Not often do you see a home and home, back to back set in the NHL. That’s exactly what the league gave to The Dallas Stars and The Phoenix Coyotes last weekend. Both teams had the same record; 2-4-1, and Dallas entered the game with six of their seven games being decided by one goal.
Friday, February 1, The Dallas Stars young players gave the team the early energy that they needed, including the first goal of the game from Antoine Roussel. Roussel scored at 9:53 on a backhand shot with assists from Ryan Garbutt and Brenden Dillon. It was Roussel’s NHL debut, making him only the eighth French-born player in an NHL game. Brenden Dillon scored his own first NHL goal two minutes later, on a slap shot. Later in the first, Phoenix’s Radim Vrbata would score on a tipped-in shot. The period ended 2-1 in favor of the Stars.
The second period brought out everyone’s emotions. Phoenix’s Martin Hanzal scored two goals, sandwiching the Stars’ Michael Ryder’s goal. The two teams traded three power plays before Brenden Dillon and Coyote’s Kyle Chipchura engaged in fisticuffs resulting in fighting majors. After the fight, the only penalty went to Jaromir Jagr who was called for a slashing penalty. The third period of the game didn’t have any goals or penalties to add to the score sheet. The game ended at regulation with the score tied at 3-3.
Overtime continued just as the third period had, no goals or penalties. Phoenix outshot Dallas six to three. The game was headed into a shootout. Vrbata, Phoenix’s second shooter, scored, as did Dallas’ Jamie Benn in the third round. With the teams tied after three shooters, they went to sudden death. Oliver Ekman-Larsson was next for Phoenix, no goal. Dallas sent out Jaromir Jagr, scoring and winning the game. Final score 4-3, Dallas. Both teams then raced off to the airport, headed to Phoenix to play each other again the next night.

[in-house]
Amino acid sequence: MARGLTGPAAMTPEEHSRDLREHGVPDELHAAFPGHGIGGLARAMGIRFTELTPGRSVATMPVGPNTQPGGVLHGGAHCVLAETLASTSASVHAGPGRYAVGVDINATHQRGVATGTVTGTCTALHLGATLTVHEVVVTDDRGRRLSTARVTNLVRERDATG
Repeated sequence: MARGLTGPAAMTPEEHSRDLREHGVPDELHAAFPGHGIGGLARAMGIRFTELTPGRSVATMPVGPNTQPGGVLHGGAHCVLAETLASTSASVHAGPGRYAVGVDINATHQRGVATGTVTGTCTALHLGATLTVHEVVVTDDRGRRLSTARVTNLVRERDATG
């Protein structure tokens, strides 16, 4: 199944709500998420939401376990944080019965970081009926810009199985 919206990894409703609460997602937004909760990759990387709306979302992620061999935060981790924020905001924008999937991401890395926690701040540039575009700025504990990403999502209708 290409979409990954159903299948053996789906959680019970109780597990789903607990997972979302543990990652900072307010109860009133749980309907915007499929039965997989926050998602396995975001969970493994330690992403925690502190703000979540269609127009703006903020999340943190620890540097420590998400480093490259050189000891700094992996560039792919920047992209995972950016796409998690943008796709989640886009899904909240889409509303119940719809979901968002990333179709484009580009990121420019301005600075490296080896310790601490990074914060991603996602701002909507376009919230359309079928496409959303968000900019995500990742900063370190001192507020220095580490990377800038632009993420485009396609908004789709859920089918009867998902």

Other Dallas Stars news from the game: Brenden Dillon had a Gordie Howe hat trick with the assist on Roussel’s goal, his own goal, and the fight with Kyle ChipChura. Ray Whitney had been playing with a stress fracture in his foot after a puck hit him on January 20th in a game against Minnesota. The pressure on his foot caused the fracture to widen into a crack and Whitney will miss 4-6 weeks while his foot heals.
Saturday, February 2, both teams found themselves in Phoenix ready for Game 2. Would Dallas be able to continue the momentum from the win just 24 hours earlier or would Phoenix’s home ice be to their advantage?
The first period began with Dallas giving Phoenix three power plays on stick infractions; one hooking and two high-sticking calls. Luckily for Dallas, Phoenix couldn’t capitalize on the man advantages. The teams went to the first intermission in a scoreless tie.
The second period started off the same as Dallas gave Phoenix two more power plays. This time tripping and interference were called. Coyote’s Nick Johnson scored the first goal of the game at 11:57, assisted by Lauri Korpikoski. Dallas’ Brendan Morrow and Phoenix’s Zbynek Michalek ended the period sitting in the in the penalty box for roughing and high-sticking respectively.
With the teams playing 4 on 4 hockey, the third period began. Fifteen seconds after the penalties expired, Stars’ Michael Ryder was called for boarding; Coyote Mikkel Boedker took advantage of the power play and scored a goal. A roughing penalty to Roussel was the last item listed on the official score sheet before the final buzzer sounded. The Phoenix Coyotes won 2-0 and outshot the Stars 34-17.
How did the home-and-home, back-to-back stand work for Dallas and Phoenix? Each time won their game at home, but Phoenix got the extra point in their loss. Each team looked tired at the start of the second game. But it was Dallas’ stick infraction penalties that cost them. In the second game against Phoenix, Dallas played short-handed seven times totaling almost 12 minutes. They only had a total of 41 seconds of power play action. “We’re going to pay for it now. We paid for it tonight,” said Coach Glen Gulutzan. “We’ve had internal discussions about too many penalties, and we’ll pay for it when we get to practice.”